If the Department Of Child And Family Services (DCFS) could have one wish granted, it would be that they would never again have to investigate a case of child abuse or neglect.
This is unfortunately an unrealistic desire; and making it even more unfortunate is the fact that this department of the government is so inundated with investigation requests to help stop child abuse that it often takes a longer time than not to get to the bottom of the issue. And with over 100,000 child abuse cases brought to the department on a yearly basis, it is no wonder that time is of the essence when it comes to providing families with the relief they seek.
Signs of child abuse are fairly overt when an adolescent is sporting bruises, black eyes, broken bones, or other types of scars related to being physically assaulted by an individual over the age of eighteen.
But, recognizing the signs of child neglect are often not as easy to spot, much of the time because any outsiders to the situation don’t know exactly what types of adult behaviors fall into the “neglect” category.
Child neglect transpires when the adult who is responsible for a minor child denies him or her adequate food, water, shelter, clothing, and appropriate supervision during everyday activities. A prime example that often causes neighbors or others close in proximity to participate in reporting child neglect is when a child is found outside playing in or around the street without a parent or other guardian to watch over his games while ensuring his safety at the same time.
Is there a guideline to understanding child abuse and neglect that determines whether to initiate a claim with the Department Of Child And Family Services?
The answer is “yes.”
Said guideline states that if the person reporting child abuse and neglect has actually seen an injurious act committed towards a child (such as the child being hit with a foreign object by an adult), or heard about it from the child that he has been harmed by a grown up in some way, then a call to the DCFS offices is warranted by the witness.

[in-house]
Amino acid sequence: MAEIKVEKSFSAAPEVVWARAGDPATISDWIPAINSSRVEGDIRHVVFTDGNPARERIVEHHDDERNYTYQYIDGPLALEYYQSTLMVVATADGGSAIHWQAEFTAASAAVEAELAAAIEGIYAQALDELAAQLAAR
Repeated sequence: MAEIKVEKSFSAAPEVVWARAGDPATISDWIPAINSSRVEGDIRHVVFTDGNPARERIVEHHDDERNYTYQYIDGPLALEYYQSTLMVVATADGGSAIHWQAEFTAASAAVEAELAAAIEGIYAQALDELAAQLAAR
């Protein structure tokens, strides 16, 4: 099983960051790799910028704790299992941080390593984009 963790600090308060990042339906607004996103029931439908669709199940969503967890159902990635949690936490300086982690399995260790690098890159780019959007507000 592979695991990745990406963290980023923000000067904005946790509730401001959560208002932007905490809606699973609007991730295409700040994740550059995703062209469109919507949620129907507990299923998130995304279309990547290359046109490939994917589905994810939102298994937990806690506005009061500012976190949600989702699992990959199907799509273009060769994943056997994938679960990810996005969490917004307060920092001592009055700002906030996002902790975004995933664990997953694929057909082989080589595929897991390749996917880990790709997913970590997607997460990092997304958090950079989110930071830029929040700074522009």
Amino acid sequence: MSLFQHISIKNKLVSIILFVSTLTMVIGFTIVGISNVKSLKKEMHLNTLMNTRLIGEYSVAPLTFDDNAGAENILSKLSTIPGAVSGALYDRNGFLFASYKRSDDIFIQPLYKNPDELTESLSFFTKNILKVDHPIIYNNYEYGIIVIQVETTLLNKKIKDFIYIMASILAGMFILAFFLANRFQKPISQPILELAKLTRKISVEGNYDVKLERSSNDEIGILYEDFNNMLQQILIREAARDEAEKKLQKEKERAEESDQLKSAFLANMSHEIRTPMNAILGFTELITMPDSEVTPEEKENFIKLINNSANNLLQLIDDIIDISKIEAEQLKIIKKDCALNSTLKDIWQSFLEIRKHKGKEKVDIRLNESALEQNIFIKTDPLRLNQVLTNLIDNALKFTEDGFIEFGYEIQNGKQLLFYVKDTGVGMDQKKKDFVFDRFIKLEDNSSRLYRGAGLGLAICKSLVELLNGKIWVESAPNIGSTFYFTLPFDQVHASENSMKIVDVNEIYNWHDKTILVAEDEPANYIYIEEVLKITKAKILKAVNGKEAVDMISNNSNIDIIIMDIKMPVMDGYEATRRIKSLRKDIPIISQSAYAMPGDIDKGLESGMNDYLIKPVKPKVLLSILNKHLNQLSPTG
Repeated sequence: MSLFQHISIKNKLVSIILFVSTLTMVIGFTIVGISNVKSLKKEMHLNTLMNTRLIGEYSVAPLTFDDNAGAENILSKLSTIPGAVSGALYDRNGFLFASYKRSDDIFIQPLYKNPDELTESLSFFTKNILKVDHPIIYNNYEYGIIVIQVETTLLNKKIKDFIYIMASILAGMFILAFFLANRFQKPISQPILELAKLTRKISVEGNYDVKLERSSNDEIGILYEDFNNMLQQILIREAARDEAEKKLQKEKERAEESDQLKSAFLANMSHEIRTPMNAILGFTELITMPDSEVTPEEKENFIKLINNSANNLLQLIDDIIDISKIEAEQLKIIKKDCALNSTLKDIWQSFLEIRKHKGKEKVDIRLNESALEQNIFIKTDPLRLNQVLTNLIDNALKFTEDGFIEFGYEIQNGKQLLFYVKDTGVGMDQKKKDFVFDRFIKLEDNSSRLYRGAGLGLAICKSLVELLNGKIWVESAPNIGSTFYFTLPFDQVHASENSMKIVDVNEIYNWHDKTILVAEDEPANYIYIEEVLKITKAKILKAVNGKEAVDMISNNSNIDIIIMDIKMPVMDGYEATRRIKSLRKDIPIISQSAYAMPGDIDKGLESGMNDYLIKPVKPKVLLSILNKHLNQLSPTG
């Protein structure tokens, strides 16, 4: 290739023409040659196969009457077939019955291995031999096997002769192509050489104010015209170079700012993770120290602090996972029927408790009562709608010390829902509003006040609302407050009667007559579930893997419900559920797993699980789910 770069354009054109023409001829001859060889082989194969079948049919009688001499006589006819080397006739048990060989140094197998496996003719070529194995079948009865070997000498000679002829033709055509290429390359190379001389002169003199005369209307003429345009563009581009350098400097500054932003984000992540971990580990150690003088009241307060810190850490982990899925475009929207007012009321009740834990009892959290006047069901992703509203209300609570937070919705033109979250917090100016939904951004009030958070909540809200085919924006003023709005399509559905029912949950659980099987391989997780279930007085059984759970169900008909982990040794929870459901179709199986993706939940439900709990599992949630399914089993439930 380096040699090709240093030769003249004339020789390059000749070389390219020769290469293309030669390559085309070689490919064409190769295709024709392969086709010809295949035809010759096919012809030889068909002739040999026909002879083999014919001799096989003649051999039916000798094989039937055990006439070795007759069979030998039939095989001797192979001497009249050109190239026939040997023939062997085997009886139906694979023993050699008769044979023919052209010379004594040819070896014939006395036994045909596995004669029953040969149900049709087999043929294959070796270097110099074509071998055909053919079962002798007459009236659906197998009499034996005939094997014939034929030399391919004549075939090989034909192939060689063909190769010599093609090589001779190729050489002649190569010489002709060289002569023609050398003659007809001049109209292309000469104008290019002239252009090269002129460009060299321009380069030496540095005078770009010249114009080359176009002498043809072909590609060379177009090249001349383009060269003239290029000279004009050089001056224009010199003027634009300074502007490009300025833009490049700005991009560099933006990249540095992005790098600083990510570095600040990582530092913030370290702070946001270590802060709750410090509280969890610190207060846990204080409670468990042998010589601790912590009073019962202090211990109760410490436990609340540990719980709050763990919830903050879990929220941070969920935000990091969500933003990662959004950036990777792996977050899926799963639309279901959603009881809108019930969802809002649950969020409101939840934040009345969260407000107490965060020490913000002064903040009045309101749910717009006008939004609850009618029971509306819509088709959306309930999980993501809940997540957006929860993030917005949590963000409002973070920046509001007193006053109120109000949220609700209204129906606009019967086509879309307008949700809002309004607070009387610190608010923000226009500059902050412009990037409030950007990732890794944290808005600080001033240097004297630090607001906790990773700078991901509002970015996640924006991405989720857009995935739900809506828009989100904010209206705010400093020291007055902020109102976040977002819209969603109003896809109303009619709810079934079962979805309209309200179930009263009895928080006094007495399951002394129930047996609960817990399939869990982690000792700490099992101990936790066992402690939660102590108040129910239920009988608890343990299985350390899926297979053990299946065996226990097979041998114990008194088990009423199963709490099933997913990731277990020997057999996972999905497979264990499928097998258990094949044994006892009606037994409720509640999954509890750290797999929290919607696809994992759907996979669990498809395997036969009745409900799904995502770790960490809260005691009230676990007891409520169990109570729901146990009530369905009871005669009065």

Then there are those events that most would believe qualify for a report to DCFS when in reality another government agency would be better suited to handle the problem on behalf of the minor children.
An example of such an issue is as follows: a child may live in a household where he has to listen to his parents argue nonstop, an event which causes him undue stress. Another adult may also hear the intense fighting, especially in an apartment situation where two homes often share common walls. And although the secondary adult may feel that the stress of the child justifies a call to DCFS to file a report, the instance of two parents yelling at one another does not define an act of emotional child abuse towards the youngster. Hence, the details of this event would be better shared with a community service organization such as one that provides counseling to the affected parties.
When a call does come in to its offices, what are the details of the process carried out by DCFS to investigate a reported allegation?
An intake specialist who answers the call has his pen in hand, ready to log all the information on the concerns the reporting party has about the minor children who are at the center of the matter.
The particulars discussed during such a conversation include what the person has witnessed that created the need to make the call in the first place – and it is from this information that the case worker then makes the educated decision about whether or not it is necessary to continue to the next step in the procedure.
If the given information is about something serious such as a food-starved child or the observance of the child being hit (and on more than one occasion), an investigator will be put on the case in twenty-four hours, and sometimes in even less time if the situation is serious enough to require it.
And if the intake specialist decides that there is not enough information to open an investigation, the person making the call can still get any of his or her questions answered regarding what was observed or what to do if a similar event is witnessed in the future.
Those individuals who do opt to speak with a case worker at DCFS can rest assured that their names will be kept confidential, and that the family in question will never know at any time thereon who it was that initiated the impending investigation. However there is one exception to this rule – if the reported case ever winds up at court in front of a judge, that judge may ask to speak with the person who got the ball rolling in order to gather additional information or confirm already established facts.
The Department of Child And Family Services takes on cases involving child assault or other types of abuse, but what else does this organization do on a daily basis to help families and their youngsters get along in the world?
Placing foster children in good homes with loving families is one of the highest priority items on the task list of services. In addition, adoptions are arranged for children who are in need of a nurturing place to lay down roots.
Whether it is a parent, teacher, baby-sitter, or other adult who is creating an abusive situation for a child, DCFS is on the case and out to provide relief once an issue has been documented.